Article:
Just a short while ago we discussed Olmert’s insanely generous offer of a state to the Palestinians. That information was provided by none other than Mahmoud Abbas, the President of the Palestinian National Authority. Well, it appears he wasn’t being entirely accurate in his representations of the offer. Ehud Olmert has recently been interviewed by Newsweek and he sets the record straight.
At the end of Olmert’s term he tried one last maneuver in an effort to secure a legacy. Olmert told me he met with Palestinian President Mahmoud Abbas in September 2008 and unfurled a map of Israel and the Palestinian territories. He says he offered Abbas 93.5 to 93.7 percent of the Palestinian territories, along with a land swap of 5.8 percent and a safe-passage corridor from Gaza to the West Bank that he says would make up the rest. The Holy Basin of Jerusalem would be under no sovereignty at all and administered by a consortium of Saudis, Jordanians, Israelis, Palestinians and Americans. Regarding refugees, Olmert says he rejected the right of return and instead offered, as a “humanitarian gesture,” a small number of returnees, although “smaller than the Palestinians wantedâ€”a very, very limited number.”
Hmmm, the Old City as an international domain…now who was it who advocated that point of view?
Olmert and an aide also clarified that the Americans did indeed have an agreement in place with Israel regarding “natural growth” in certain settlements:
In 2003, a team of Israelis from the prime minister’s office held a series of secret meetings with their counterparts in the U.S. National Security Council in both Washington and Jerusalem, according to the Olmert aide. The talks were designed to discuss formulas for continued building within the existing blocs. The Olmert aide said the group agreed that in return there would be no new settlements built, no expropriation of additional Palestinian land, no construction beyond the “built-up line” and no economic incentives from Israel to the settlers. The exact details were kept secret to avoid antagonizing the settlers or the Palestinians. “We did it quietly, and it worked for eight years,” said the Israeli source. He was incensed at Clinton’s recent comments. “I wrote protocols for all the meetings,” the Olmert aide told me. “I have records.” A former Bush administration official involved in the talks confirmed the Israeli account.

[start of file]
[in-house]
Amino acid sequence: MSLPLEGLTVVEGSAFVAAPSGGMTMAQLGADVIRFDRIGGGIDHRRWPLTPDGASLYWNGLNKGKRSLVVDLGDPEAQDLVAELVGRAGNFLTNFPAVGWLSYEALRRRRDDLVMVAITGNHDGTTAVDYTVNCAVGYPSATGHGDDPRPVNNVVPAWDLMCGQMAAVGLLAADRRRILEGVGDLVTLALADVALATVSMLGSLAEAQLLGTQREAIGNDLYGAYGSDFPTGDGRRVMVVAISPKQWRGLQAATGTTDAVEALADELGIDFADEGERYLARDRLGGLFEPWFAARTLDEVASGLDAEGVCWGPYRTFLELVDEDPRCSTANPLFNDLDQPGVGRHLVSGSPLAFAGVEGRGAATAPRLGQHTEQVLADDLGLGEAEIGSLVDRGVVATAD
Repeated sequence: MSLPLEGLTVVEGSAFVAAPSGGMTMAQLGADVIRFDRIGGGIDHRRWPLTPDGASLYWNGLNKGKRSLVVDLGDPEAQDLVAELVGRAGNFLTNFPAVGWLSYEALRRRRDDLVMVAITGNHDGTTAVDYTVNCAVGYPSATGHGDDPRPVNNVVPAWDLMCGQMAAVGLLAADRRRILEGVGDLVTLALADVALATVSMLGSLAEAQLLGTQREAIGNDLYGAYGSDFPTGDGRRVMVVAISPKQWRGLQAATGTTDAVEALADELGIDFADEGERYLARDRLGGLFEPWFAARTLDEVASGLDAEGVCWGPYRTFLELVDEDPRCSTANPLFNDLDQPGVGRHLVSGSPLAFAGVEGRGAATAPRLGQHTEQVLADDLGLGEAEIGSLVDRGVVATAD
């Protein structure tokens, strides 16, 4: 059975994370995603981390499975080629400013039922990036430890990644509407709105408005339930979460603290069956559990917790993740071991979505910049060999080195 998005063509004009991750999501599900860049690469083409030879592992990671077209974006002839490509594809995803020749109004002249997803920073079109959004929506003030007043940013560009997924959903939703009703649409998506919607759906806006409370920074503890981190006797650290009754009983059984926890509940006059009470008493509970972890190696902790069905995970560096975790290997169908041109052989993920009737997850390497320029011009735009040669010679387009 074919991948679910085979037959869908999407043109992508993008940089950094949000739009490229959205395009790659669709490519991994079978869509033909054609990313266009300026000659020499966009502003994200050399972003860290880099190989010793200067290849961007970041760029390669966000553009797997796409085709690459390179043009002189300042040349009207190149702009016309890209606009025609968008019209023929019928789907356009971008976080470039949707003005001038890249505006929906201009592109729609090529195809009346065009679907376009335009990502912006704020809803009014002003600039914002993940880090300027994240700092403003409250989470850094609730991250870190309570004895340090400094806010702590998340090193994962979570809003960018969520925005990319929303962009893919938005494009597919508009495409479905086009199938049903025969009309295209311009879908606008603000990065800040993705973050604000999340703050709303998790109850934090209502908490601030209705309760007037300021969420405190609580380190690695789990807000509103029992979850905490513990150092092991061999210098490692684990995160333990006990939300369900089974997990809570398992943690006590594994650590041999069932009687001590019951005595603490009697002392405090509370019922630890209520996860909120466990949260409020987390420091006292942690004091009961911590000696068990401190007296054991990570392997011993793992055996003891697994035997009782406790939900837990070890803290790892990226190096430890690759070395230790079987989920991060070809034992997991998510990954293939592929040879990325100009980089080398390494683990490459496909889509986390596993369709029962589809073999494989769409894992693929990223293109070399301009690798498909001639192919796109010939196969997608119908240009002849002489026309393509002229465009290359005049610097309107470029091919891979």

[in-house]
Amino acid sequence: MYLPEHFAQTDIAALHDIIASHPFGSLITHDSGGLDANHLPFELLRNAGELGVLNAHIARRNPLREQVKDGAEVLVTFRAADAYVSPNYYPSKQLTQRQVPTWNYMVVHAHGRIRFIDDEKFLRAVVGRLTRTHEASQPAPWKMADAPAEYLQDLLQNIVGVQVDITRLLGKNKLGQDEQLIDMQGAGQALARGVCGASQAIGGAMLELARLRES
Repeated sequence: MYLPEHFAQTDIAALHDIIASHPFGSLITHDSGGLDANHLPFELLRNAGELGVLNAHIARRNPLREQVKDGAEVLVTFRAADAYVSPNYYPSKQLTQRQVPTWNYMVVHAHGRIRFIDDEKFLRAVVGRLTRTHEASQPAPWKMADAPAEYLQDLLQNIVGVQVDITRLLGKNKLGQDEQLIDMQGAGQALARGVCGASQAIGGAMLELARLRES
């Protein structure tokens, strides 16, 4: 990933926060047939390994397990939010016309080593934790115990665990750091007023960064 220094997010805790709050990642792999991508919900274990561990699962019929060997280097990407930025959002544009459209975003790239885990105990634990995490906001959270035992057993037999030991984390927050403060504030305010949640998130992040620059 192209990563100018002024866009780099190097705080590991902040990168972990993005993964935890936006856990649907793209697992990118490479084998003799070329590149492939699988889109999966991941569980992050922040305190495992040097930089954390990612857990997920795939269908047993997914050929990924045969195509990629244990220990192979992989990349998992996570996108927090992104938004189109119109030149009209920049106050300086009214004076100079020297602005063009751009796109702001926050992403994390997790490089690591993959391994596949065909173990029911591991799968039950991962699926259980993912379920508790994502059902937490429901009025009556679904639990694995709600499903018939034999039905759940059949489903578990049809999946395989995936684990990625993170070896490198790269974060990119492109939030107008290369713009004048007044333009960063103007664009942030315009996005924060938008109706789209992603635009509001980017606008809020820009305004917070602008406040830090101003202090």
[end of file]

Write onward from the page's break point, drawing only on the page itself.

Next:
Today, Avigdor Lieberman told Ms. Clinton that Israel cannot stop construction inside settlements as per previous agreements.
Yesterday, Ahmed Qurei, who was a pivotal player at Camp David and has always been a key player in negotiations with Israel and the Palestinians proclaimed to the media that any negotiations must resume where they left off. In other words, where the Palestinians said no to Olmert’s generous offer. Olmert’s generous offer, of course, is based on Barak’s generous offer at Taba. In both cases the Palestinians said “no.” In both cases, it appears the will not be willing to forego sovereignty over the Temple Mount, recognition of Israel as a Jewish state with historic links to the Land of Israel, or give up the idea that any Palestinian descendant of 1948 refugees may move into Israel.